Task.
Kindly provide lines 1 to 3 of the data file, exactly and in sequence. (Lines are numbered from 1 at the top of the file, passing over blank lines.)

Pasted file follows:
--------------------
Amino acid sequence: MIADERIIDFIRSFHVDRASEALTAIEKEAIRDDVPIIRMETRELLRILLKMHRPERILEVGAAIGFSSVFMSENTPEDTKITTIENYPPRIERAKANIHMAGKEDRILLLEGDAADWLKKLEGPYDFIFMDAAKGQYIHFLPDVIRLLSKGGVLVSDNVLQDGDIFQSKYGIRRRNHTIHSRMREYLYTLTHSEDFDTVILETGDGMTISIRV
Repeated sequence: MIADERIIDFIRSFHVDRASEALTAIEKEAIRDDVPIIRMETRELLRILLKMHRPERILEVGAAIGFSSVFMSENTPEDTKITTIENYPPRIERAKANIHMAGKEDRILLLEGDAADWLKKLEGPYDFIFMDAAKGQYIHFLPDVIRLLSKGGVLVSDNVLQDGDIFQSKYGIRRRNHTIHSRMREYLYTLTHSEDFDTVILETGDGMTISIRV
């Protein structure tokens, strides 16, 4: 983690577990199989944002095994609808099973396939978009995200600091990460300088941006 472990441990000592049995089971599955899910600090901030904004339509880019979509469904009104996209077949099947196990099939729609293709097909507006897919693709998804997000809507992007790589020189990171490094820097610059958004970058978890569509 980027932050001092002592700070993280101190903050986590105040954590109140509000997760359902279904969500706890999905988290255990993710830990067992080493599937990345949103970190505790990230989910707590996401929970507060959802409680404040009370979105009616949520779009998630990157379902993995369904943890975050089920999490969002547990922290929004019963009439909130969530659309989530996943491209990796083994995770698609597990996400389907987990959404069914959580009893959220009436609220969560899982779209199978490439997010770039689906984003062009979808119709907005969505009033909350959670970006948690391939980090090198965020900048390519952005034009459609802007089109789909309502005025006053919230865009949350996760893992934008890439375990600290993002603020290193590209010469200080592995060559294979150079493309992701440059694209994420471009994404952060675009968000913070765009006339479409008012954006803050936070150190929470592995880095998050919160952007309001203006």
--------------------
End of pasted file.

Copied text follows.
Amino acid sequence: MIADERIIDFIRSFHVDRASEALTAIEKEAIRDDVPIIRMETRELLRILLKMHRPERILEVGAAIGFSSVFMSENTPEDTKITTIENYPPRIERAKANIHMAGKEDRILLLEGDAADWLKKLEGPYDFIFMDAAKGQYIHFLPDVIRLLSKGGVLVSDNVLQDGDIFQSKYGIRRRNHTIHSRMREYLYTLTHSEDFDTVILETGDGMTISIRV
Repeated sequence: MIADERIIDFIRSFHVDRASEALTAIEKEAIRDDVPIIRMETRELLRILLKMHRPERILEVGAAIGFSSVFMSENTPEDTKITTIENYPPRIERAKANIHMAGKEDRILLLEGDAADWLKKLEGPYDFIFMDAAKGQYIHFLPDVIRLLSKGGVLVSDNVLQDGDIFQSKYGIRRRNHTIHSRMREYLYTLTHSEDFDTVILETGDGMTISIRV
């Protein structure tokens, strides 16, 4: 983690577990199989944002095994609808099973396939978009995200600091990460300088941006 472990441990000592049995089971599955899910600090901030904004339509880019979509469904009104996209077949099947196990099939729609293709097909507006897919693709998804997000809507992007790589020189990171490094820097610059958004970058978890569509 980027932050001092002592700070993280101190903050986590105040954590109140509000997760359902279904969500706890999905988290255990993710830990067992080493599937990345949103970190505790990230989910707590996401929970507060959802409680404040009370979105009616949520779009998630990157379902993995369904943890975050089920999490969002547990922290929004019963009439909130969530659309989530996943491209990796083994995770698609597990996400389907987990959404069914959580009893959220009436609220969560899982779209199978490439997010770039689906984003062009979808119709907005969505009033909350959670970006948690391939980090090198965020900048390519952005034009459609802007089109789909309502005025006053919230865009949350996760893992934008890439375990600290993002603020290193590209010469200080592995060559294979150079493309992701440059694209994420471009994404952060675009968000913070765009006339479409008012954006803050936070150190929470592995880095998050919160952007309001203006």